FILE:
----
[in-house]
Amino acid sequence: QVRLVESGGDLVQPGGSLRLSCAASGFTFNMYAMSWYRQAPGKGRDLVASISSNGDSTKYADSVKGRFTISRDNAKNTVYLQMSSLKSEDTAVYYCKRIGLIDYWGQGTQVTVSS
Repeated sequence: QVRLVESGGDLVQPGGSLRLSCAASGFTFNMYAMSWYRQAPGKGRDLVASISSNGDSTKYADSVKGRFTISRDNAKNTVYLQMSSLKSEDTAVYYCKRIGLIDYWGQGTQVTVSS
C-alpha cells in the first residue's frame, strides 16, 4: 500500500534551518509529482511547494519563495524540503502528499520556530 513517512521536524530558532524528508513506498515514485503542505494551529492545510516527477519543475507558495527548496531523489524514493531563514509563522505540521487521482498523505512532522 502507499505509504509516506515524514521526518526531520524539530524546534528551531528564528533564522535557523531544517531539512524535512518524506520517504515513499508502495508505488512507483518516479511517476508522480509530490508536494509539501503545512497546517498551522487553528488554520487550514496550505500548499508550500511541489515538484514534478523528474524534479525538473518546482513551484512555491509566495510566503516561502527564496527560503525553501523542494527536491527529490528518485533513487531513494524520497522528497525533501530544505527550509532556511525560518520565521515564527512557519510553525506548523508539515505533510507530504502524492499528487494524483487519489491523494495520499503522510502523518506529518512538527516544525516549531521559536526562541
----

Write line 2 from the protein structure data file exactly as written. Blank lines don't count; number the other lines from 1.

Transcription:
Amino acid sequence: QVRLVESGGDLVQPGGSLRLSCAASGFTFNMYAMSWYRQAPGKGRDLVASISSNGDSTKYADSVKGRFTISRDNAKNTVYLQMSSLKSEDTAVYYCKRIGLIDYWGQGTQVTVSS